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Ball dropped in viscous oil

  1. Jan 13, 2012 #1
    1. The problem statement, all variables and given/known data
    In an experiment to determine the viscosity of some oil, a ball is dropped into some oil. The position of the ball is given by the formula y=Y+At+Be-Ct. At t=0, y=0.070 m, the velocity dy/dt is 0 and the acceleration is 0.0983 m/s2. As t→∞ the velocity approaches 0.480 m/s. What is the value of Y in MKS units?


    2. Relevant equations
    y=Y+At+Be-Ct
    vy(t)=A+-CBe-Ct
    ay(t)=C2Be-Ct

    3. The attempt at a solution
    With four unknowns (Y,A,B,C), I came up with three equations:
    B+Y=0.070m
    A=CB
    BC2=0.0983

    I wasn't sure what to do as t→∞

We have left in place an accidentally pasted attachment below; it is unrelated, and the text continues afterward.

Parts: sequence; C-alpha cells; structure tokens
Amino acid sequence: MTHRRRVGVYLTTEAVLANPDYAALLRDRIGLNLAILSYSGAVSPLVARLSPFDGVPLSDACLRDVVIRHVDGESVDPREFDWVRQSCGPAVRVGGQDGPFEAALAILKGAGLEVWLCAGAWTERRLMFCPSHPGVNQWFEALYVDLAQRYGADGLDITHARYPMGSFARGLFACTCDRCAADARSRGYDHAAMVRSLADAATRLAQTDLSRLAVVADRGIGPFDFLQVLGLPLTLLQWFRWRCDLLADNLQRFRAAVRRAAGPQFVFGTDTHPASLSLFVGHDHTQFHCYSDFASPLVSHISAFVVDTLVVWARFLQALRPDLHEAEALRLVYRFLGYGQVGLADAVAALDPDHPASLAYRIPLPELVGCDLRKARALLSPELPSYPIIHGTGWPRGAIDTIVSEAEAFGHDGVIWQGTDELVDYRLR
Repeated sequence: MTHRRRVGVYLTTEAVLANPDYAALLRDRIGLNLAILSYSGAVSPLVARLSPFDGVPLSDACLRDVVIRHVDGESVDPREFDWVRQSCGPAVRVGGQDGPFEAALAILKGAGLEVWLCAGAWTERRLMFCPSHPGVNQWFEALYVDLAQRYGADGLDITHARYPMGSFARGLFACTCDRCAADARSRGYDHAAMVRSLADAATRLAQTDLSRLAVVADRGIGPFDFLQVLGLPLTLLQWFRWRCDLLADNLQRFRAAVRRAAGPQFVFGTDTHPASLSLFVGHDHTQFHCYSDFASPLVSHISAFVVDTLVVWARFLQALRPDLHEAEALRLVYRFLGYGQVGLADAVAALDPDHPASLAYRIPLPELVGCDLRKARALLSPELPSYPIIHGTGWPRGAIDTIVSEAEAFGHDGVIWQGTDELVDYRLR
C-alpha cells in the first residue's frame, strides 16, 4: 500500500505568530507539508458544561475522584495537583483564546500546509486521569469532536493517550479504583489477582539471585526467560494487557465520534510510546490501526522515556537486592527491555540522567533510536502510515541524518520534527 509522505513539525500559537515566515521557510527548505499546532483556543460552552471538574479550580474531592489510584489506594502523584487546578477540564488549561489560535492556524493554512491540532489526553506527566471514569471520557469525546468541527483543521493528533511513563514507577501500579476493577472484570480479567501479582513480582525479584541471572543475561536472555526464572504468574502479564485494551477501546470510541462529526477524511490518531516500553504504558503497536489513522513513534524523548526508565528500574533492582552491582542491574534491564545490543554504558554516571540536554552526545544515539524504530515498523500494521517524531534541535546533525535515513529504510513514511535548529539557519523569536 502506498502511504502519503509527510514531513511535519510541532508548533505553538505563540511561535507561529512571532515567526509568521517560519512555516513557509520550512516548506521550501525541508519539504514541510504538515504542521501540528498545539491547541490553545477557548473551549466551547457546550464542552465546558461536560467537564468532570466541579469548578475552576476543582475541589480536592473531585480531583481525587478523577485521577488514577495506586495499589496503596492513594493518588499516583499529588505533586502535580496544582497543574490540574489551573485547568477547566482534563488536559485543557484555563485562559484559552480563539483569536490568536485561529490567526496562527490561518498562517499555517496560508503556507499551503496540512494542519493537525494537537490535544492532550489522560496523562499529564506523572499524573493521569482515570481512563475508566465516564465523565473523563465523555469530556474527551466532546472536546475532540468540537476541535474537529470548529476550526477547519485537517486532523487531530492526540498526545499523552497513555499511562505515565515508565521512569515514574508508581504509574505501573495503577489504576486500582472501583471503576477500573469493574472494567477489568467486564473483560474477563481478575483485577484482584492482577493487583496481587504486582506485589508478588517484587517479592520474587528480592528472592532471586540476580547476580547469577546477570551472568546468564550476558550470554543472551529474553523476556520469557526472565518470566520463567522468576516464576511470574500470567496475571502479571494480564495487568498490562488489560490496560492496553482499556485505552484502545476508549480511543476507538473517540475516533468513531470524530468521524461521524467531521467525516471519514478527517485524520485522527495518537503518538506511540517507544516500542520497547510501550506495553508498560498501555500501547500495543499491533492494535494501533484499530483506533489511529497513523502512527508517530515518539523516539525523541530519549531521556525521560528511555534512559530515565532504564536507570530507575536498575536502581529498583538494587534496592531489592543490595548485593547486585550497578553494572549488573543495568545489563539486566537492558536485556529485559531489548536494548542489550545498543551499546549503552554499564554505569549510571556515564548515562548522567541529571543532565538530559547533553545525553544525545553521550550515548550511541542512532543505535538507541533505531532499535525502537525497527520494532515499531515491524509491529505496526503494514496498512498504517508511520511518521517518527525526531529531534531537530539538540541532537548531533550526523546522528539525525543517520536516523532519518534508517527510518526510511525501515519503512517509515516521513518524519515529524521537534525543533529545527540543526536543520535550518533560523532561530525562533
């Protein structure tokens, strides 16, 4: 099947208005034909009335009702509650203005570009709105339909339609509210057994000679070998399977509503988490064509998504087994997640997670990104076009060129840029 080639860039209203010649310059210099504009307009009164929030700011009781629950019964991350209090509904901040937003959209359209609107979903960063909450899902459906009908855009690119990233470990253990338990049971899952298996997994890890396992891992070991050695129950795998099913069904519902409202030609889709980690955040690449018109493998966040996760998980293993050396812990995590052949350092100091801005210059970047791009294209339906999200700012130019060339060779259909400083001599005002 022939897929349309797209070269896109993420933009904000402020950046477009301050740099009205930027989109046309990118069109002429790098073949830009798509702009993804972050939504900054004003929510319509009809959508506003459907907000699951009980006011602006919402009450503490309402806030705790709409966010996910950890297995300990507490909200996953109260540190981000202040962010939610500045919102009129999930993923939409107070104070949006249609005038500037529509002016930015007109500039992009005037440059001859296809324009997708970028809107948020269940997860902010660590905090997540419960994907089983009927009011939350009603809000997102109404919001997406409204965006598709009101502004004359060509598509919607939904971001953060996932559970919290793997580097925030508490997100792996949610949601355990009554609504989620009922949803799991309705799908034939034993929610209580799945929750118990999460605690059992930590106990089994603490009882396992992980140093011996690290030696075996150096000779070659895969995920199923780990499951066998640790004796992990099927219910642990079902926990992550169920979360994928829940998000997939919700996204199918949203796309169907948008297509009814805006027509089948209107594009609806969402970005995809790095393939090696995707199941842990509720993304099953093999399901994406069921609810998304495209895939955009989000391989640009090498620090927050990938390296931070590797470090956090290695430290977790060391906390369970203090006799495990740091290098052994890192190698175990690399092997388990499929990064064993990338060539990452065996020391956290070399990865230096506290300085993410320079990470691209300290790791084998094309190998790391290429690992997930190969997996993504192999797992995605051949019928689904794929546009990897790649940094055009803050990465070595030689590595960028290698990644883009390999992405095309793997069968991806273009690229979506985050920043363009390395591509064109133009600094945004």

2. jcsd
  3. Jan 13, 2012 #2
    Looking at your velocity equation, what happens to the exponential term as t approaches infinity? What does the exponential function look like as its exponent approaches infinity? What if the exponential is in the denominator? Try using a graphing program or wolfram alpha to plot it.
     
  4. Jan 13, 2012 #3
    as t→∞ the exponent would turn to negative, therefore it would go to 0. But that would give me
    vy(∞)=A-CBe-C∞
    0.480=A-CB(1)

    if A=CB

    0.480=CB-CB

    and

    0.480≠0
     
  5. Jan 13, 2012 #4
    You said the exponential term would go to zero but you plugged a 1 into your equation. Yes [itex]e^{-t}[/itex] goes to zero as t approaches [itex]\infty[/itex].
     
  6. Jan 13, 2012 #5
    I skipped a step there, sorry. Yea I figured e^-Ct would go to 0 as t goes to infinity, but the math did not work out. Any more suggestions?
     
  7. Jan 13, 2012 #6
    If the exponential term goes to 0 in your velocity equation, then you end up with 0.480=A correct? This gives you a 4th equation to solve for your 4 unknowns. Now you just have to do some algebra and solve the system of equations for Y.
     
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